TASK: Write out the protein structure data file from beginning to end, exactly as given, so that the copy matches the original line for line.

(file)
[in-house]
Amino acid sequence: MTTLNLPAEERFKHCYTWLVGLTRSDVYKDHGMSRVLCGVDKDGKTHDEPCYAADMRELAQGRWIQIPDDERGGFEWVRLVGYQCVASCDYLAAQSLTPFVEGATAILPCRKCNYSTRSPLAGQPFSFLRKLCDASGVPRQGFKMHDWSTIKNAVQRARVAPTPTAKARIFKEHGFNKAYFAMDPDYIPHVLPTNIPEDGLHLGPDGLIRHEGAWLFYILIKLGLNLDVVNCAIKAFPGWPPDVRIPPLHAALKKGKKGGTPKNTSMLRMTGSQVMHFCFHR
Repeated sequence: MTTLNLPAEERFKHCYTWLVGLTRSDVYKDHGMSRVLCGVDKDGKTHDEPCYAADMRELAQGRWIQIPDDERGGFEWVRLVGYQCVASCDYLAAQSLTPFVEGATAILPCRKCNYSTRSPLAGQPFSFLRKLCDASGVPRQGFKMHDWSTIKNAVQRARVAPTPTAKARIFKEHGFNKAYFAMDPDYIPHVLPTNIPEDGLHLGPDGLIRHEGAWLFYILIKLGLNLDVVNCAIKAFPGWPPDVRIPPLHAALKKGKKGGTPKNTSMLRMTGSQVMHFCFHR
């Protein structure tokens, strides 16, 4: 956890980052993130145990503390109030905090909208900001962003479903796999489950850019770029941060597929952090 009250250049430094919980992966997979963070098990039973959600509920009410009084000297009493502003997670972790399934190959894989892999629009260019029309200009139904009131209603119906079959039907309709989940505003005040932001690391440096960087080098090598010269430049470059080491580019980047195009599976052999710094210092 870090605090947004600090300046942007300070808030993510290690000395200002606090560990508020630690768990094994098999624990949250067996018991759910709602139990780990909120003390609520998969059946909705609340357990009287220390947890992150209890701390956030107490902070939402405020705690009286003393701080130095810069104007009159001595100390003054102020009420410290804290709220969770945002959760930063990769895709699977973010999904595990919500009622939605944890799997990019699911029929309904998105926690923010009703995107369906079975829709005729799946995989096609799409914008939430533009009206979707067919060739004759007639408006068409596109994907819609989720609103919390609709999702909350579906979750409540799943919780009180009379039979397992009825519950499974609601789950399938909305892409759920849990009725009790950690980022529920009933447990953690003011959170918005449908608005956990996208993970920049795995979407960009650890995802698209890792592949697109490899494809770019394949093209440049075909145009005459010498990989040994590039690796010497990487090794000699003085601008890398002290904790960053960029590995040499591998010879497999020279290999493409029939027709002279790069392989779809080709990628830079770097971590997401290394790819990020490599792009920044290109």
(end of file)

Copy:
[in-house]
Amino acid sequence: MTTLNLPAEERFKHCYTWLVGLTRSDVYKDHGMSRVLCGVDKDGKTHDEPCYAADMRELAQGRWIQIPDDERGGFEWVRLVGYQCVASCDYLAAQSLTPFVEGATAILPCRKCNYSTRSPLAGQPFSFLRKLCDASGVPRQGFKMHDWSTIKNAVQRARVAPTPTAKARIFKEHGFNKAYFAMDPDYIPHVLPTNIPEDGLHLGPDGLIRHEGAWLFYILIKLGLNLDVVNCAIKAFPGWPPDVRIPPLHAALKKGKKGGTPKNTSMLRMTGSQVMHFCFHR
Repeated sequence: MTTLNLPAEERFKHCYTWLVGLTRSDVYKDHGMSRVLCGVDKDGKTHDEPCYAADMRELAQGRWIQIPDDERGGFEWVRLVGYQCVASCDYLAAQSLTPFVEGATAILPCRKCNYSTRSPLAGQPFSFLRKLCDASGVPRQGFKMHDWSTIKNAVQRARVAPTPTAKARIFKEHGFNKAYFAMDPDYIPHVLPTNIPEDGLHLGPDGLIRHEGAWLFYILIKLGLNLDVVNCAIKAFPGWPPDVRIPPLHAALKKGKKGGTPKNTSMLRMTGSQVMHFCFHR
């Protein structure tokens, strides 16, 4: 956890980052993130145990503390109030905090909208900001962003479903796999489950850019770029941060597929952090 009250250049430094919980992966997979963070098990039973959600509920009410009084000297009493502003997670972790399934190959894989892999629009260019029309200009139904009131209603119906079959039907309709989940505003005040932001690391440096960087080098090598010269430049470059080491580019980047195009599976052999710094210092 870090605090947004600090300046942007300070808030993510290690000395200002606090560990508020630690768990094994098999624990949250067996018991759910709602139990780990909120003390609520998969059946909705609340357990009287220390947890992150209890701390956030107490902070939402405020705690009286003393701080130095810069104007009159001595100390003054102020009420410290804290709220969770945002959760930063990769895709699977973010999904595990919500009622939605944890799997990019699911029929309904998105926690923010009703995107369906079975829709005729799946995989096609799409914008939430533009009206979707067919060739004759007639408006068409596109994907819609989720609103919390609709999702909350579906979750409540799943919780009180009379039979397992009825519950499974609601789950399938909305892409759920849990009725009790950690980022529920009933447990953690003011959170918005449908608005956990996208993970920049795995979407960009650890995802698209890792592949697109490899494809770019394949093209440049075909145009005459010498990989040994590039690796010497990487090794000699003085601008890398002290904790960053960029590995040499591998010879497999020279290999493409029939027709002279790069392989779809080709990628830079770097971590997401290394790819990020490599792009920044290109």